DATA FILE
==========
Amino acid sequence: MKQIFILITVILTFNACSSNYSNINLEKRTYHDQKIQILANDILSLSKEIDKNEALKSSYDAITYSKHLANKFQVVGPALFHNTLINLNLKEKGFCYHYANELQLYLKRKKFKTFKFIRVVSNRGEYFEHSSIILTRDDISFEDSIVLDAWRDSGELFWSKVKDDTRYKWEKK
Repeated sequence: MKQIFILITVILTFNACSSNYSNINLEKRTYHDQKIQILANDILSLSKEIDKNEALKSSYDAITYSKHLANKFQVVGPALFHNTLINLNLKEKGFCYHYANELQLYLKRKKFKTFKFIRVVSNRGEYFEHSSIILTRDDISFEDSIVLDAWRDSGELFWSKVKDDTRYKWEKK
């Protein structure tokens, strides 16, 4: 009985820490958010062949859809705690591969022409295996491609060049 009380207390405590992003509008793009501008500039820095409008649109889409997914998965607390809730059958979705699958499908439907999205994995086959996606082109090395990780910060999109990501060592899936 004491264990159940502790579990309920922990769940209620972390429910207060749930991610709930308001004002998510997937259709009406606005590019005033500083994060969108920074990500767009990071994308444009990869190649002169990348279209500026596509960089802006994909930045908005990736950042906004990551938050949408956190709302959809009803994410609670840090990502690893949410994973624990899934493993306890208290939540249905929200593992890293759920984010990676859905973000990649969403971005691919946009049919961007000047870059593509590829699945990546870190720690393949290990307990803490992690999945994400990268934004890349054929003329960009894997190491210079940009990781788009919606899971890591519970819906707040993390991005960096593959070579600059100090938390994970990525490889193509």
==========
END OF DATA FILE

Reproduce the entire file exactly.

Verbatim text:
Amino acid sequence: MKQIFILITVILTFNACSSNYSNINLEKRTYHDQKIQILANDILSLSKEIDKNEALKSSYDAITYSKHLANKFQVVGPALFHNTLINLNLKEKGFCYHYANELQLYLKRKKFKTFKFIRVVSNRGEYFEHSSIILTRDDISFEDSIVLDAWRDSGELFWSKVKDDTRYKWEKK
Repeated sequence: MKQIFILITVILTFNACSSNYSNINLEKRTYHDQKIQILANDILSLSKEIDKNEALKSSYDAITYSKHLANKFQVVGPALFHNTLINLNLKEKGFCYHYANELQLYLKRKKFKTFKFIRVVSNRGEYFEHSSIILTRDDISFEDSIVLDAWRDSGELFWSKVKDDTRYKWEKK
């Protein structure tokens, strides 16, 4: 009985820490958010062949859809705690591969022409295996491609060049 009380207390405590992003509008793009501008500039820095409008649109889409997914998965607390809730059958979705699958499908439907999205994995086959996606082109090395990780910060999109990501060592899936 004491264990159940502790579990309920922990769940209620972390429910207060749930991610709930308001004002998510997937259709009406606005590019005033500083994060969108920074990500767009990071994308444009990869190649002169990348279209500026596509960089802006994909930045908005990736950042906004990551938050949408956190709302959809009803994410609670840090990502690893949410994973624990899934493993306890208290939540249905929200593992890293759920984010990676859905973000990649969403971005691919946009049919961007000047870059593509590829699945990546870190720690393949290990307990803490992690999945994400990268934004890349054929003329960009894997190491210079940009990781788009919606899971890591519970819906707040993390991005960096593959070579600059100090938390994970990525490889193509």